One of the questions we ask during the content marketing planning process is, “How can I create interesting yet consistent content that will attract new customers and retain old ones?”
The key here is “interesting” and “consistent.”
Every piece of content in your online marketing program must be interesting and consistent; otherwise, no one will care, no one will share, and no one will buy.
5. You’re only concerned with selling stuff.
In general, people don’t want to be sold; they want to be helped. There’s a reason you avoid “that guy” at the Chamber meetings, ignore that “unknown” number coming through on your phone, or tell the salesperson at the clothing store, “I’m just looking.”
We want to make educated buying decisions and feel like we did the right thing. When you help your prospects, instead of focusing on selling something to them, everyone wins. Your prospect understands better. You build credibility with her. Whether she buys right now isn’t the real bottom line. If she feels helped, she’ll remember that; she’ll tell someone about it; and, at some point, she’s likely to buy something if it’s truly what she needs/wants.
Review your content – your website, your email newsletter, your blog, your product information. Is it helpful? Or are you just selling?
6. Your website sucks.
Check out that link above. Read it and act on it!
7. There’s no call-to-action.
#2 on that list of reasons your site sucks is, “Your website has NO call-to-action.” Yes, it’s a specific reason your website might suck; but it’s also worth mentioning in more detail here.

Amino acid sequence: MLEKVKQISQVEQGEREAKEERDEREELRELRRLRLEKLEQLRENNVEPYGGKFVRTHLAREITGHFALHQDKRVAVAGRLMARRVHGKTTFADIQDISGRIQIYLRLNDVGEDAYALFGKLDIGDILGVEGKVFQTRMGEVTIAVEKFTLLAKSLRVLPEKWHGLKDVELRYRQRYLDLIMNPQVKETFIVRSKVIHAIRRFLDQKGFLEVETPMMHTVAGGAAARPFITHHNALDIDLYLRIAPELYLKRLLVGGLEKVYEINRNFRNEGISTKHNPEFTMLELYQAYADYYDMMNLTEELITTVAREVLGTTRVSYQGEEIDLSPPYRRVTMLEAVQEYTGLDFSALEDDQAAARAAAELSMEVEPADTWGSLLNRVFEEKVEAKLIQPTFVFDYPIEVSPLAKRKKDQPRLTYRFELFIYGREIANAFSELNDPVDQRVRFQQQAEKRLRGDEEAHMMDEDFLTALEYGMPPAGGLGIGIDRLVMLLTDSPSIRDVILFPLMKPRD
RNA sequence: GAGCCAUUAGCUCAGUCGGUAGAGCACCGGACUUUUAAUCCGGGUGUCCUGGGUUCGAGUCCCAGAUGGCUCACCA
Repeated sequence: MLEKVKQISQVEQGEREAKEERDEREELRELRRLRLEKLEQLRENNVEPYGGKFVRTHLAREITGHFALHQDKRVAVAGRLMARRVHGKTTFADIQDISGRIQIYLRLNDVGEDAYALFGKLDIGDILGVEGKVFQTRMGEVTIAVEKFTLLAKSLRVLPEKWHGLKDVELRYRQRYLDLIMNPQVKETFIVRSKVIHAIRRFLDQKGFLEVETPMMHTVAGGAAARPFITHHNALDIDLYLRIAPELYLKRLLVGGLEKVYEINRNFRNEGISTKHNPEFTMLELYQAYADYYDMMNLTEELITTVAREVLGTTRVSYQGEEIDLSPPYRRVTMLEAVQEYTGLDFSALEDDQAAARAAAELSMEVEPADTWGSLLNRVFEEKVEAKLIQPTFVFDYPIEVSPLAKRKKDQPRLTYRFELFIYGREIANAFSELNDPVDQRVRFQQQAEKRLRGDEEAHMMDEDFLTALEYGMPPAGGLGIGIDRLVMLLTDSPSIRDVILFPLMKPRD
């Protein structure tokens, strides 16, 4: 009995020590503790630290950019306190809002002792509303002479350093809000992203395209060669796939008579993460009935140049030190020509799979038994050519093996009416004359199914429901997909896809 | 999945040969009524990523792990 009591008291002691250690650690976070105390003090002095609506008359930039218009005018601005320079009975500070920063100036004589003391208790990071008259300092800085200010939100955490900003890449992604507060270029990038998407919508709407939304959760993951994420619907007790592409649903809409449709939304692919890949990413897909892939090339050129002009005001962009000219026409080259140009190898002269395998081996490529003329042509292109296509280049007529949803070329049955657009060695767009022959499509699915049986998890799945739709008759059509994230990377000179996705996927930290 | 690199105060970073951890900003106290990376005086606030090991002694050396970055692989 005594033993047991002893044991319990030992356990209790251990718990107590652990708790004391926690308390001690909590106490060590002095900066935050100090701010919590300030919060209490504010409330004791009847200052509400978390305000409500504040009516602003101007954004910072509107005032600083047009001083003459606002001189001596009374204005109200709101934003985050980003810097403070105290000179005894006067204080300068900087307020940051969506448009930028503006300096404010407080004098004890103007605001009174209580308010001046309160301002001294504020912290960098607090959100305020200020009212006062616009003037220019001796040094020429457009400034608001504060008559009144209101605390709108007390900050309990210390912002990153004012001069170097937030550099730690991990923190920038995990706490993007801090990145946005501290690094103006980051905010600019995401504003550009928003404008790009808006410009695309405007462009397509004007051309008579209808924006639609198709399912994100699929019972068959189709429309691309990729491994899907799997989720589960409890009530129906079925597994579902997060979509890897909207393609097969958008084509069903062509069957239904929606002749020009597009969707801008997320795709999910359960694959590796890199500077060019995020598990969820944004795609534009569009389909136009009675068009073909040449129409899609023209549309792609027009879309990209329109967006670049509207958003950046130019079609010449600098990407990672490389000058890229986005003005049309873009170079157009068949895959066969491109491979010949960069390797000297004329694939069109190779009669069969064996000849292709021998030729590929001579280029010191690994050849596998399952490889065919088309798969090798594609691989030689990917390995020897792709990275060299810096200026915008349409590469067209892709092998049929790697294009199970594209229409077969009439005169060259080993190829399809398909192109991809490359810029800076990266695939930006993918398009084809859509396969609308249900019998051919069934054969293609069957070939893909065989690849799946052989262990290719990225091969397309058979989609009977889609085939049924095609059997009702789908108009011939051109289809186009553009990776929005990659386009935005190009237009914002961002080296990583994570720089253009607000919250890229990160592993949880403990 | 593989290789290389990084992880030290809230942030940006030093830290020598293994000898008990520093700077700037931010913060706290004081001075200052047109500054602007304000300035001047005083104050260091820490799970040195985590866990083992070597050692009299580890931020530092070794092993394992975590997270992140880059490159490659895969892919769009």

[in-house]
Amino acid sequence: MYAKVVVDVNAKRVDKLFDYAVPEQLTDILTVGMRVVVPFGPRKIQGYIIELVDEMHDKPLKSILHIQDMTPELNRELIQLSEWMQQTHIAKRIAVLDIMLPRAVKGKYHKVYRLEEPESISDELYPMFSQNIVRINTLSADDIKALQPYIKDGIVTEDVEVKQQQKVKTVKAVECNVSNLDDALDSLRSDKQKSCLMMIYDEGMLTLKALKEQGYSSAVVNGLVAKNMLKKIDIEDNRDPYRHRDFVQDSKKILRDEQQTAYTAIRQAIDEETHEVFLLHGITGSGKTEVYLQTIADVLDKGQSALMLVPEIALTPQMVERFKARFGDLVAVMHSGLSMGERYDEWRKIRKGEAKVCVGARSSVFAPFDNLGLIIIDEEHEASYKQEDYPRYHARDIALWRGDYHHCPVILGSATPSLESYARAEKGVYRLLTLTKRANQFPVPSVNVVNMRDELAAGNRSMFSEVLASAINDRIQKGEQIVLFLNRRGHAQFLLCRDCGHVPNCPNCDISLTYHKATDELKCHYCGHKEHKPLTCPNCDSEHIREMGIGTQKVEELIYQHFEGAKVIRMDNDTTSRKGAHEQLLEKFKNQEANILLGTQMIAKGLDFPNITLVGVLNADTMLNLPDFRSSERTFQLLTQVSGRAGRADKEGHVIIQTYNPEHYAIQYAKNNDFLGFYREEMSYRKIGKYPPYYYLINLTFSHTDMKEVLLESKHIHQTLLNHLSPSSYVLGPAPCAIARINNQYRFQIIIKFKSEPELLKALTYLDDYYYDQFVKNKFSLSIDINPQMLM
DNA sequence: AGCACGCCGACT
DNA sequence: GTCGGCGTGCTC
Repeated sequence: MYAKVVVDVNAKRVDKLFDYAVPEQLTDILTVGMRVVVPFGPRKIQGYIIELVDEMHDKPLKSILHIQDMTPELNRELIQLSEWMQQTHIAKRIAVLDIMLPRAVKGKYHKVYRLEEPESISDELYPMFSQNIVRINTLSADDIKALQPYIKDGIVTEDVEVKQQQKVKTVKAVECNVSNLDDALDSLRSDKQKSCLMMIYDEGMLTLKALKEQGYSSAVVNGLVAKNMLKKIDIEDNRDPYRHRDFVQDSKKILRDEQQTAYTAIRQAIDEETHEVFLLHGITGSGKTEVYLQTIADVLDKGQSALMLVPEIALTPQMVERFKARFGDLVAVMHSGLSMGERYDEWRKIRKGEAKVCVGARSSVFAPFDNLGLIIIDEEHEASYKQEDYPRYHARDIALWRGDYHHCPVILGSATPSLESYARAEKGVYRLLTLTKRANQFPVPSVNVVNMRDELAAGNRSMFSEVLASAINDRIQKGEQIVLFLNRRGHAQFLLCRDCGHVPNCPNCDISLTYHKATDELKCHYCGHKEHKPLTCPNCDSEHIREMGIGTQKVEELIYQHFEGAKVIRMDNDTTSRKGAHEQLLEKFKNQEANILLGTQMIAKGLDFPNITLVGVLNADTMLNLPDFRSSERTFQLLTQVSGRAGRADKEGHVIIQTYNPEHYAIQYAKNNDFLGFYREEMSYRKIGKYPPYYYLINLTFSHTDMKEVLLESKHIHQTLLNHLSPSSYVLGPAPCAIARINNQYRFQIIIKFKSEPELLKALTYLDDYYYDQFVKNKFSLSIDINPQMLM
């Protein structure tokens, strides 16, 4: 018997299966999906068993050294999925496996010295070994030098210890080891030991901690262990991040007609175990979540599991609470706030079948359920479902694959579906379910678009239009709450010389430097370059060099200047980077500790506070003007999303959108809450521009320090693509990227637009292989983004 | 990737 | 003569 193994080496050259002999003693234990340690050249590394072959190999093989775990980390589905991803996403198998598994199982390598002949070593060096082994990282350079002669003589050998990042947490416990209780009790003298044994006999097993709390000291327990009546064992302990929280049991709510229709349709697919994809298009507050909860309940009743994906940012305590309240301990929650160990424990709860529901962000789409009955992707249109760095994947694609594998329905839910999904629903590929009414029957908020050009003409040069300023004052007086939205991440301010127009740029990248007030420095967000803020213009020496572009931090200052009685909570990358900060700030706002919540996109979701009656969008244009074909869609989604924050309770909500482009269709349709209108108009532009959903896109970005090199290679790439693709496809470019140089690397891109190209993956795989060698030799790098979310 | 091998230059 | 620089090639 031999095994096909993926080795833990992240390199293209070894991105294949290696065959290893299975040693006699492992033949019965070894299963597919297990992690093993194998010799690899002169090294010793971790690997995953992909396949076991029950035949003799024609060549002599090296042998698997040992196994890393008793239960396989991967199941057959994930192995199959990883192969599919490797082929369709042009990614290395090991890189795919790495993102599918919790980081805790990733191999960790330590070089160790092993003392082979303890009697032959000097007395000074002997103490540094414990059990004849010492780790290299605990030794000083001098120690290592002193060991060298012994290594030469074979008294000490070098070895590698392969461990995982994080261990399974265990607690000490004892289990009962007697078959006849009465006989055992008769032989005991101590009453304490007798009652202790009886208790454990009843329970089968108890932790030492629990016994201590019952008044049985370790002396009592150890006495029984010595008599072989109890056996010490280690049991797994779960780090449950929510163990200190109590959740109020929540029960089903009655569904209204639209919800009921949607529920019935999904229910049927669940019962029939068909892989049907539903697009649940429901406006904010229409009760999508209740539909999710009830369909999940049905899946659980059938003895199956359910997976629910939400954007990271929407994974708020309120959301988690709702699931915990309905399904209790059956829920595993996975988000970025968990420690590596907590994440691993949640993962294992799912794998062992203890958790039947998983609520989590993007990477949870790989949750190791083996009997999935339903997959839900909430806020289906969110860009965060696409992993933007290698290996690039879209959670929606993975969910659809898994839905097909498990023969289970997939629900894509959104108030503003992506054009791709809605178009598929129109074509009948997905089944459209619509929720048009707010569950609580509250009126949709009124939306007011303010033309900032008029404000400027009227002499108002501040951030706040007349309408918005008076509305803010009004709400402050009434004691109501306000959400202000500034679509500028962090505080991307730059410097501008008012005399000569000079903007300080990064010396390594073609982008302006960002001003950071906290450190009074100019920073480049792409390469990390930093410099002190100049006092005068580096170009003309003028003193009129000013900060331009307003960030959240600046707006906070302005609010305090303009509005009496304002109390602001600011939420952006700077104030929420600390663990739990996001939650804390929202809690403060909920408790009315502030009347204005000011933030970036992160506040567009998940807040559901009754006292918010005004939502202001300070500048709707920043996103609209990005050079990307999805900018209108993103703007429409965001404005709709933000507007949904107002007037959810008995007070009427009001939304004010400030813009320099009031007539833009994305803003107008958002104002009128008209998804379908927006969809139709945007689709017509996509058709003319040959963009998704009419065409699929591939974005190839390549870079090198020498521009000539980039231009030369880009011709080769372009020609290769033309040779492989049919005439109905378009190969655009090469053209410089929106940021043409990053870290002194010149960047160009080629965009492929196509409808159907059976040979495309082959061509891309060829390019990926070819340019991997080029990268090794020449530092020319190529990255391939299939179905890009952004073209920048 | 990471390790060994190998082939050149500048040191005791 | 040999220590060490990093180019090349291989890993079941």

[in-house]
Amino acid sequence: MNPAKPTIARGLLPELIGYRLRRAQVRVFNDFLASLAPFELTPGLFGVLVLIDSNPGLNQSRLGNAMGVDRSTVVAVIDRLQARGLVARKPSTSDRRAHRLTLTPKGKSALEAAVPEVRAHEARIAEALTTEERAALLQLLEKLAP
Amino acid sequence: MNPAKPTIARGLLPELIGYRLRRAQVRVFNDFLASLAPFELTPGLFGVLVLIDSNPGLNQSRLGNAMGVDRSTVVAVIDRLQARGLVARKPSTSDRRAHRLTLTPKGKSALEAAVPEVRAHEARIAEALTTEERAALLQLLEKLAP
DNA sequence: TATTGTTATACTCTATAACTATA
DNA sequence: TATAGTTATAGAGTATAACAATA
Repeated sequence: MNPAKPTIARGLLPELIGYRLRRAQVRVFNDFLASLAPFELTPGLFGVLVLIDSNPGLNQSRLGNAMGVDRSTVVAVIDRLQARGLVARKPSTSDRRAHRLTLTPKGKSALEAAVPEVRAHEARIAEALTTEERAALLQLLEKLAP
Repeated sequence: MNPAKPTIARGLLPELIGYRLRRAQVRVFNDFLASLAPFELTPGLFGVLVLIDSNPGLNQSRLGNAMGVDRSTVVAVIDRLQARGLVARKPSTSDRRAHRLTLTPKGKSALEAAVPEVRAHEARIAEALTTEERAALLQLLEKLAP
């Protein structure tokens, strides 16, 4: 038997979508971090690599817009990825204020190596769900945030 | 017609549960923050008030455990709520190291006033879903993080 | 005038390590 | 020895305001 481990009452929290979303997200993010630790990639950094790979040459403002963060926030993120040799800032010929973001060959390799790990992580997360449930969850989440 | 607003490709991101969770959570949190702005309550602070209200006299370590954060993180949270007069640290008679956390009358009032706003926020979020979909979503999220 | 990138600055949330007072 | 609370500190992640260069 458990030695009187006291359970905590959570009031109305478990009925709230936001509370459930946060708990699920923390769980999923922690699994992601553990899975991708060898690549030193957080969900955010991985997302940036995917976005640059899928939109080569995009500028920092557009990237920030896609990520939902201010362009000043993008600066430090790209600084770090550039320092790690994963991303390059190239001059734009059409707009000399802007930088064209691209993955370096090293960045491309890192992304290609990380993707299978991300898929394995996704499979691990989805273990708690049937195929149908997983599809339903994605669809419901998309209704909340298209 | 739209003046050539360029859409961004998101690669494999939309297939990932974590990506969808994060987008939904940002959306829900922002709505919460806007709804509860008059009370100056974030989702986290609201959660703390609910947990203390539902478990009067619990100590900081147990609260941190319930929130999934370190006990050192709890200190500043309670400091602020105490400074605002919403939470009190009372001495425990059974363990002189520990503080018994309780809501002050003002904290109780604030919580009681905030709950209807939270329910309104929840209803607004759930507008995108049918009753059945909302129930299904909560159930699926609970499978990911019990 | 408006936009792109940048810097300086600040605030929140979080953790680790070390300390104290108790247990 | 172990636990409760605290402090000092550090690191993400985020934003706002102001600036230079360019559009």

What specific action do you want your website visitors to take? Do you have one? Do you have too many? This one pulls together many of the others in this list: the right audience, the right platform, educational/helpful content. If all these things are in place, but there’s no clear action to be taken, then all the other efforts are useless.
Once a visitor lands on your website, why should she stay? You’ve got about 10 seconds to give her a good reason to stick around! If you’re not 100% clear on WHY she should pay attention, she is 100% likely to click away to find another website/business that is. Visitors need to know right away what it is you do and how you can help them.
Often times, marketers will put more focus on being clever than clear. Be crystal clear about what offer is in your CTA. And be specific.
If you’re giving away a free guide, say “Download our FREE guide to X.” If you’re hosting a free webinar, say “Register for our FREE webinar on X.” X should clearly convey a compelling benefit of receiving the offer. This is much more effective than “Download Now” or “Get a Free Article.” These simply aren’t specific enough.
So, what are you going to do about it?
If your online marketing isn’t producing the results you expected, hopefully these seven points will help you re-evaluate your online marketing activities and re-energize you and your team to keep at it, but with a more targeted effort.